THE Lancer SX is a new string in Mitsubishi's bow, positioned between the base model ES and the popular VR.
It is the manufacturer's attempt – and a good one at that – to capture the interest of those drivers who love the assurance of quality but are still driven by price and practicality.
With refined good looks, dependable handling and generous equipment, the SX is already proving an ideal stablemate.
The Lancer stays true to its mid-size tag, with ample space for all on board.
Seats are wide and comfortable – although a little lumbar support would not go astray. Instrumentation is clear and well set out, with the multi-information display a thoughtful extra.
The dash of our SX was quite plain, with even the chrome accents failing to add much interest.
At 400 litres, the boot space is generous, with a lowered lip making loading and unloading a breeze.
On the road
Mitsubishi is quickly mastering the CVT automatic, with the SX delivering a sharp on-road experience.
Highway driving requires little effort, while runs around town are efficient with no surprises.
The SX is obviously loaded for comfort but remains solid around corners, with excellent braking evident.
The CVT can get a little throaty when changing up and there is a tad more cabin noise than you would expect.
What do you get?
Mitsubishi is proud of its five star ANCAP rating, with quality safety features standard across its vehicles.
The Lancer comes equipped with seven airbags, ABS brakes, stability and traction control, electronic brakeforce distribution and updated brake assist system.
On board features include cruise control, power windows, 16-inch alloys, four-speaker CD system with USB port and leather-wrapped steering, with audio and cruise controls.
This segment has a host of rivals but the main competition comes from Holden Cruze CDX ($25,990), Toyota Corolla ($26,490) and Mazda 3 ($25,755).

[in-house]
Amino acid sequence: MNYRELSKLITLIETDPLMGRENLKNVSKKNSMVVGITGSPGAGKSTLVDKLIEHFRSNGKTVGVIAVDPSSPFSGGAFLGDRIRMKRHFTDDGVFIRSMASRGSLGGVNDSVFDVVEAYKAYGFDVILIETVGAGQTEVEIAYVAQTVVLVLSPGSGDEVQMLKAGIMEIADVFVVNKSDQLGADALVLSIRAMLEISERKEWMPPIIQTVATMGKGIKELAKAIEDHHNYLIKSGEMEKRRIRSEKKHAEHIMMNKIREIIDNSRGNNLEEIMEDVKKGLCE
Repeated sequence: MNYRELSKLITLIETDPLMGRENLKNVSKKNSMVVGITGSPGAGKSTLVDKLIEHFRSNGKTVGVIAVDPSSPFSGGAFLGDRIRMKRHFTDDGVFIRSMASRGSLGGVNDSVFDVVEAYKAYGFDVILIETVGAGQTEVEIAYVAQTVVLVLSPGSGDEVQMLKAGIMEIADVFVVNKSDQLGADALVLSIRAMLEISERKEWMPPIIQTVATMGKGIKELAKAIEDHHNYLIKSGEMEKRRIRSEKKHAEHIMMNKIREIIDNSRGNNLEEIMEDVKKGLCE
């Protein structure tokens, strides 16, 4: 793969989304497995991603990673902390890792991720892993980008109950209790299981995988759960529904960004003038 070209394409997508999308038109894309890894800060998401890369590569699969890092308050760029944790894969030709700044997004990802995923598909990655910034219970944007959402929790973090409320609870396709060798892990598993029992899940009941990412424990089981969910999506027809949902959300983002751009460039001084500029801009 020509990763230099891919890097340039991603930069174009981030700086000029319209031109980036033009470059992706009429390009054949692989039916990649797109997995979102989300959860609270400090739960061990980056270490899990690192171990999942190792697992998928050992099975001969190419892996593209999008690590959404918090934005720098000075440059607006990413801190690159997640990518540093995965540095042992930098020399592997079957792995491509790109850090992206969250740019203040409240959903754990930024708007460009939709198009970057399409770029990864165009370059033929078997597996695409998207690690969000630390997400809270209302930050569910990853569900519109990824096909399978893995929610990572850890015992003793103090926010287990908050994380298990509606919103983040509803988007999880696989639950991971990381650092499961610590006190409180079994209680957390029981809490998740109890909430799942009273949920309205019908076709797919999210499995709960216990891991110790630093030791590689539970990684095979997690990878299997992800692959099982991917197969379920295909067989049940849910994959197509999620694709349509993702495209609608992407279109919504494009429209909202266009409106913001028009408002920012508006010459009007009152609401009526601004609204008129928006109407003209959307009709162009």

The Lancer SX has enough space and power to interest growing families and the on road manners to attract those closer to retirement. Lancers weer a top choice for fleet cars during the late 1990s and early years of the last decade – but are now creating interest among a much wider audience.
Fuel usage is average for this segment, with our test vehicle using considerably more than the claimed 8.3-litres/100km.
Mitsubishi's warranties are a big drawcard, though.
The Diamond Advantage combines a 10 year or 160,000km powertrain warranty, a five-year or 130,000km new vehicle warranty, and a five-year perforation warranty – with servicing costs capped for the first four years or 60,000km of driving.
Five-year roadside assist is also included.
With trademark fighter-jet grille, sleek lines and raised behind, it is sure to draw a second look.
The SX is a perfect addition to the Mitsubishi stable, a family-friendly quality offering that will find many admirers.
Model: Mitsubishi Lancer SX.
Details: Five-door front-wheel drive mid-size sedan.
Transmission: Five-speed manual or six-step CVT automatic.
Engine: 2.0-litre petrol, naturally-aspirated in-line four cylinder generating maximum power of 113kW @ 6000rpm and peak torque of 198Nm @ 4250rpm.
Consumption: 8.3 litres/100km combined average.
Bottom line: $25,290
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